The production and installation of the EVLA-compliant C-band (4-8 GHz), K-band (18-26.5 GHz), Ka-band (26-40 GHz), and Q-band (40-50 GHz) receiver sets are complete or nearing completion. L-Band (1-2 GHz), S-Band (2-4 GHz), X-band (8-12 GHz), and Ku-band (12-15 GHz) receiver production is continuing at the predicted rate. As of this date, the number of available, completed EVLA receivers is: 9 (L), 11 (S), 27 (C), 1 (X), 5 (Ku), 27 (K), 25 (Ka), 27 (Q). There are a total of 27 L- and X-band receivers available, including the interim L-band receivers using VLA-style polarizers, and the old VLA X-band receivers.

Hardware testing of WIDAR assemblies, a precursor to acceptance of the full WIDAR correlator from the National Research Council–Canada, has begun. Hardware testing will verify the successful integration and quality of all correlator components. The complete WIDAR acceptance plan, which will verify the functionality of advanced software and firmware, is being drafted. Final acceptance of the correlator is scheduled for 2012.

Simultaneous with the construction activities, commissioning and science observing are also ongoing. Commissioning work is focused on expanding the existing hardware and software capabilities while improving the technical guidance and options for the community. Updates to capabilities are noted in the EVLA science observing pages.

A number of “knowledgebase” articles specific to EVLA observing have been added to the NRAO Helpdesk. This should alert Helpdesk users to potential answers to their questions as the queries are being entered.

In September, the first 74 MHz (historically called 4-band) observations were made with the new electronics systems and WIDAR correlator. The tests were successful, and these receivers will be deployed by mid-2011 and made available to the community for a special 74 MHz observing campaign at the end of the B-configuration, through BnA, and the beginning of A-configuration (See the updated Observing Status Summary).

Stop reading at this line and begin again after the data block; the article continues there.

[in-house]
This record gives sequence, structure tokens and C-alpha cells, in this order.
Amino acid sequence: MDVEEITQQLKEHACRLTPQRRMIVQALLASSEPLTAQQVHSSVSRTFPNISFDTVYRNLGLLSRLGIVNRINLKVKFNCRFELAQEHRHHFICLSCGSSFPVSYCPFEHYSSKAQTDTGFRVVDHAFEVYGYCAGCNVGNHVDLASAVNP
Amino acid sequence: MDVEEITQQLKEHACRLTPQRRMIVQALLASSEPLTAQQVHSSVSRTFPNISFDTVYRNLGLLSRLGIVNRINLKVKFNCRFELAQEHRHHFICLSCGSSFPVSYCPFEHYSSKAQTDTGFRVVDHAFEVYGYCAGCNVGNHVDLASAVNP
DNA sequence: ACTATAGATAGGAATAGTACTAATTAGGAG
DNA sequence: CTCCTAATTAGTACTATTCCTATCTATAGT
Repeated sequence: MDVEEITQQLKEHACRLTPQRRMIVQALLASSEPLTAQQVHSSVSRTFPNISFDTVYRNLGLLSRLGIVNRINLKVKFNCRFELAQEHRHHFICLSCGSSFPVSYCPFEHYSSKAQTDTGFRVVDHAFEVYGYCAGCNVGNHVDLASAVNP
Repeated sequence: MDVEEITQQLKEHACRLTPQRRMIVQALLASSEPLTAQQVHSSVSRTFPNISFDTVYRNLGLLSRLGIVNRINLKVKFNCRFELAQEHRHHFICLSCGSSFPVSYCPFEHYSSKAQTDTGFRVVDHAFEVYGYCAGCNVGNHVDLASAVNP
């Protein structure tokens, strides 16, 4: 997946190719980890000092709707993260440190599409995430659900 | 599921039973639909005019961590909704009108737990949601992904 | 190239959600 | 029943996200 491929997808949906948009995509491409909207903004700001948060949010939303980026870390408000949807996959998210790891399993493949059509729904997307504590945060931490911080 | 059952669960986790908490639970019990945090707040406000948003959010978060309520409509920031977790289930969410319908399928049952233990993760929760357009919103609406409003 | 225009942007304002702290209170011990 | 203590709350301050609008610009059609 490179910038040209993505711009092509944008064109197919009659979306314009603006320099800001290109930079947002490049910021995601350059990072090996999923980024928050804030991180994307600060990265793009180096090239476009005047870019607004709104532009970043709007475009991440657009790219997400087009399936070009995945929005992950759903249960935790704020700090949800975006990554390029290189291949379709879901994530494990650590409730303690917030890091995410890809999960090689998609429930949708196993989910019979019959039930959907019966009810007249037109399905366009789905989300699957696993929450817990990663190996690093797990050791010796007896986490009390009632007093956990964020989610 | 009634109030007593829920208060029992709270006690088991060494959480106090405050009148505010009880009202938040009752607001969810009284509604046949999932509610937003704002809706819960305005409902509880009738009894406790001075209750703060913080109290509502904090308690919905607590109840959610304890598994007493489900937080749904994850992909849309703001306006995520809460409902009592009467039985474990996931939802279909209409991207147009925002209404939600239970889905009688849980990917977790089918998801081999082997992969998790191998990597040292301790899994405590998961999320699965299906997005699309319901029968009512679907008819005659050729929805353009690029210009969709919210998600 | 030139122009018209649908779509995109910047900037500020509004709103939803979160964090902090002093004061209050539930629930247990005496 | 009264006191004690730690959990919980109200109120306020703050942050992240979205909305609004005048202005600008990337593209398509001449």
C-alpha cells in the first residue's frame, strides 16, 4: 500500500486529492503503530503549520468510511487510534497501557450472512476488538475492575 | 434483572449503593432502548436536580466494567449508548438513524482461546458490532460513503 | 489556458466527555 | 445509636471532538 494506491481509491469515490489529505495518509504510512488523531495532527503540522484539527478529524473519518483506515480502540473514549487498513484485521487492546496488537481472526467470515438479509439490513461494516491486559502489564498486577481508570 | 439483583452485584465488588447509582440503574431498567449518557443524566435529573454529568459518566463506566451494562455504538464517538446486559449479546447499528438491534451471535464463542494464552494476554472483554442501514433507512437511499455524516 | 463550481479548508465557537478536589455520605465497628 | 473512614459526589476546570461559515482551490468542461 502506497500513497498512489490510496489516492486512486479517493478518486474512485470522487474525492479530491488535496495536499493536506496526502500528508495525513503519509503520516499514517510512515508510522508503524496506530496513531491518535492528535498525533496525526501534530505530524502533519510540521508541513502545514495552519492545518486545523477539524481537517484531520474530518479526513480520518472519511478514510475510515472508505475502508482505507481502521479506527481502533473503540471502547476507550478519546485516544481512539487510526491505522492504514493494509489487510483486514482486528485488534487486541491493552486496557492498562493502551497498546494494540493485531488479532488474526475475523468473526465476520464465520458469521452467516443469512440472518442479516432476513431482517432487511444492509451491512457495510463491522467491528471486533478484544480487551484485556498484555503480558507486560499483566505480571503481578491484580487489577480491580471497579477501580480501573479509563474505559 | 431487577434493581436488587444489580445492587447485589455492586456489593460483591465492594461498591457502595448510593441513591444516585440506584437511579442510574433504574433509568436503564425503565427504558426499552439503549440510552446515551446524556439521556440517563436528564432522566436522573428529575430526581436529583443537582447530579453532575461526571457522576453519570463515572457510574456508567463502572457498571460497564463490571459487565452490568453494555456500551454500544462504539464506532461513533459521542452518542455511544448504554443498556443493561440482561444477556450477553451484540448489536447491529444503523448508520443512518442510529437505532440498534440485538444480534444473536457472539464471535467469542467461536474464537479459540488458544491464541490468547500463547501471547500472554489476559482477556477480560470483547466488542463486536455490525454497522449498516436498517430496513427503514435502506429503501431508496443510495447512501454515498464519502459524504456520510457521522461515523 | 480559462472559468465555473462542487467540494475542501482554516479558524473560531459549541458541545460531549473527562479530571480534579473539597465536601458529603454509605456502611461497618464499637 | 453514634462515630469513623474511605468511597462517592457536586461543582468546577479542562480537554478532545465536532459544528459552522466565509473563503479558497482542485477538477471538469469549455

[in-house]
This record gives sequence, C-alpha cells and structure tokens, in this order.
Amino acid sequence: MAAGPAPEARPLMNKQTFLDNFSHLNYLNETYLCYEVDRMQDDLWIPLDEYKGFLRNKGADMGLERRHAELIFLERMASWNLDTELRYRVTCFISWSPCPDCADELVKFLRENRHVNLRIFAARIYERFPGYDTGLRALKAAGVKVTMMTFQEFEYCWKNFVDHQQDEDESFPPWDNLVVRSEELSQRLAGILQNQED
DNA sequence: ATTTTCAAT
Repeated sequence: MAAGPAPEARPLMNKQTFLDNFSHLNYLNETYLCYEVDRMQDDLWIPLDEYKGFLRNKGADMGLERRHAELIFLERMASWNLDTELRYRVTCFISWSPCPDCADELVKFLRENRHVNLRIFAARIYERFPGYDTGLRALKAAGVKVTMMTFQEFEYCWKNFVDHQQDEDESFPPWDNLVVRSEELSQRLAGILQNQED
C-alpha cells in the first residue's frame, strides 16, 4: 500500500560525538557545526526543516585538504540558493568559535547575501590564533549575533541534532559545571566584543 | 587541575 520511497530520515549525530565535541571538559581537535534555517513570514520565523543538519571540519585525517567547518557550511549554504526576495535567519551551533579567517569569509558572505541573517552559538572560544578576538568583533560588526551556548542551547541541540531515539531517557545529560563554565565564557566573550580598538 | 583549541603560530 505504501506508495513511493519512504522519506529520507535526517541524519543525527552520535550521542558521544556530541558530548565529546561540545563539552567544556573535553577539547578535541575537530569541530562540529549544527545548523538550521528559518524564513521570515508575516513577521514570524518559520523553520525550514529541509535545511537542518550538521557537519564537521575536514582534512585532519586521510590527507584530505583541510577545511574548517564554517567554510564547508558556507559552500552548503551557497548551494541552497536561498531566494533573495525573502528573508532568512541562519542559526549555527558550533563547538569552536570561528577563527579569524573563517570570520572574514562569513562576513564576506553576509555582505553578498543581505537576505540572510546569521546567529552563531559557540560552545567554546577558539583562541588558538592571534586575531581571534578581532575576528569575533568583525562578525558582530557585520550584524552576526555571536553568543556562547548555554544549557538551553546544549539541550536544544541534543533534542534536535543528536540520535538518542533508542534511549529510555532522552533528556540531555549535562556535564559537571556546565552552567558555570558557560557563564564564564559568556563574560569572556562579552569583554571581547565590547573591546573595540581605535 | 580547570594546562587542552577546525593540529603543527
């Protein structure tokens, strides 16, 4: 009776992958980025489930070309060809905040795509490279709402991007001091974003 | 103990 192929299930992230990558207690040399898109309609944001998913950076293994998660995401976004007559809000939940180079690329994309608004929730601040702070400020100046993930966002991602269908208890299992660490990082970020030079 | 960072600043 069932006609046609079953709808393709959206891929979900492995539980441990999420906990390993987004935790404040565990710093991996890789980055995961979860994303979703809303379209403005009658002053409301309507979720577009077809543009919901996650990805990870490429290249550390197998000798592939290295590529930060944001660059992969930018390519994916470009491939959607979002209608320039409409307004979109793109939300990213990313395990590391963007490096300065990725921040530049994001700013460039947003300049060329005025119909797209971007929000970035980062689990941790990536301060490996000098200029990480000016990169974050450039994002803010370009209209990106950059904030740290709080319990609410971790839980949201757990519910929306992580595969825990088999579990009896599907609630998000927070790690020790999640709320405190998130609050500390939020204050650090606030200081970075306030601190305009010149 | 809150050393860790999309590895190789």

The science observing continues through the paired modes of Open Shared Risk Observing (OSRO) and Resident Shared Risk Observing programs. The D-configuration concluded 12 September 2010, having achieved ~ 1600 hours of science observing, which is ~ 30% of the science observing time for 1 Mar – 12 Sep. The array moved to DnC-configuration on 15 September and to C configuration on 12 October.

In January 2011, the next EVLA Call for Proposals will go out on the new NRAO semester-based proposal system (See the 1 September 2010 e-News for more information).

2011 NRAO Summer Student Research Assistantships

Jeff Mangum

2010 Summer Students, CV

The participants in the 2010 NRAO Summer Student Research Assistantship program based in Charlottesville, VA.


2010 Summer Students, GB

The participants in the 2010 NRAO Summer Student Research Assistantship program based in Green Bank, WV.


2010 Summer Students, SOC

The participants in the 2010 NRAO Summer Student Research Assistantship program based in Socorro, NM.


NRAO is now accepting applications for the 2011 NRAO Summer Student Research Assistantships program. Each summer student conducts research under the supervision of an NRAO staff member at one of the NRAO sites, on a project in the supervisor's area of expertise. The project may involve any aspect of astronomy, including original research, instrumentation, telescope design, or astronomical software development. Examples of past summer student research projects are available on the Summer Student website.

Supervisors choose their own student candidates from the received applications, and the site to which a summer student is assigned depends on the location of the NRAO supervisor who chose them. Students are encouraged to review the NRAO staff web pages to learn more about the types of research being conducted at the NRAO. On their application, students may request to work with a specific staff member, to work on a specific scientific topic, or to work at a specific site.